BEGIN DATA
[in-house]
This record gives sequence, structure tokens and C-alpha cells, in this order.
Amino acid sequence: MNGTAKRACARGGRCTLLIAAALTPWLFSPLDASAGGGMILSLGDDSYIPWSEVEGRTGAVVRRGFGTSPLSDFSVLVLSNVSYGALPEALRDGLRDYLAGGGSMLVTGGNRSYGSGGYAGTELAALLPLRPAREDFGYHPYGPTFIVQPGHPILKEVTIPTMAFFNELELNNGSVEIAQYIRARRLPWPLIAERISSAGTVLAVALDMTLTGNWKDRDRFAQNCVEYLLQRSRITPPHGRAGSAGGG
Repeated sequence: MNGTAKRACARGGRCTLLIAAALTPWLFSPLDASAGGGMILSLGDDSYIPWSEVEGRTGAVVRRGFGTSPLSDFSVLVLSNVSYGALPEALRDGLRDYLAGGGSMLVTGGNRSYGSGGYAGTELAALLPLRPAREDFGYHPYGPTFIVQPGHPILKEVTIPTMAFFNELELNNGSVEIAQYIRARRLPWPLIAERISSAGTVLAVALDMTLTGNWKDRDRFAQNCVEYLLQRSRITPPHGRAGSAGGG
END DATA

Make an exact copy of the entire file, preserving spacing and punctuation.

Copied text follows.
[in-house]
This record gives sequence, structure tokens and C-alpha cells, in this order.
Amino acid sequence: MNGTAKRACARGGRCTLLIAAALTPWLFSPLDASAGGGMILSLGDDSYIPWSEVEGRTGAVVRRGFGTSPLSDFSVLVLSNVSYGALPEALRDGLRDYLAGGGSMLVTGGNRSYGSGGYAGTELAALLPLRPAREDFGYHPYGPTFIVQPGHPILKEVTIPTMAFFNELELNNGSVEIAQYIRARRLPWPLIAERISSAGTVLAVALDMTLTGNWKDRDRFAQNCVEYLLQRSRITPPHGRAGSAGGG
Repeated sequence: MNGTAKRACARGGRCTLLIAAALTPWLFSPLDASAGGGMILSLGDDSYIPWSEVEGRTGAVVRRGFGTSPLSDFSVLVLSNVSYGALPEALRDGLRDYLAGGGSMLVTGGNRSYGSGGYAGTELAALLPLRPAREDFGYHPYGPTFIVQPGHPILKEVTIPTMAFFNELELNNGSVEIAQYIRARRLPWPLIAERISSAGTVLAVALDMTLTGNWKDRDRFAQNCVEYLLQRSRITPPHGRAGSAGGG